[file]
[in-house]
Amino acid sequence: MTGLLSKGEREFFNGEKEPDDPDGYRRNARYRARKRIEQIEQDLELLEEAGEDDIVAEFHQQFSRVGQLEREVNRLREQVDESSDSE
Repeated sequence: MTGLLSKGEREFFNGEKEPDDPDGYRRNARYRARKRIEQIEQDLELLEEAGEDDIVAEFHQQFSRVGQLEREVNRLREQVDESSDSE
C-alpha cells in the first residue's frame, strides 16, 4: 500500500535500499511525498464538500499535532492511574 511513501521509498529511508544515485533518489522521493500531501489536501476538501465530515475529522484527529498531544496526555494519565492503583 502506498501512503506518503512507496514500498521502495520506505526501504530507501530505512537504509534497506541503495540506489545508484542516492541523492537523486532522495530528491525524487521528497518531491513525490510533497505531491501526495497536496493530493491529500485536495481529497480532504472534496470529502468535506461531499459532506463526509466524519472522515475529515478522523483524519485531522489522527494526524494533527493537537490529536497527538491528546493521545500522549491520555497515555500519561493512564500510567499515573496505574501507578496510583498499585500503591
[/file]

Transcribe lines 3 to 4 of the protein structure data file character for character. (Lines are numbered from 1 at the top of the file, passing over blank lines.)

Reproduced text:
Repeated sequence: MTGLLSKGEREFFNGEKEPDDPDGYRRNARYRARKRIEQIEQDLELLEEAGEDDIVAEFHQQFSRVGQLEREVNRLREQVDESSDSE
C-alpha cells in the first residue's frame, strides 16, 4: 500500500535500499511525498464538500499535532492511574 511513501521509498529511508544515485533518489522521493500531501489536501476538501465530515475529522484527529498531544496526555494519565492503583 502506498501512503506518503512507496514500498521502495520506505526501504530507501530505512537504509534497506541503495540506489545508484542516492541523492537523486532522495530528491525524487521528497518531491513525490510533497505531491501526495497536496493530493491529500485536495481529497480532504472534496470529502468535506461531499459532506463526509466524519472522515475529515478522523483524519485531522489522527494526524494533527493537537490529536497527538491528546493521545500522549491520555497515555500519561493512564500510567499515573496505574501507578496510583498499585500503591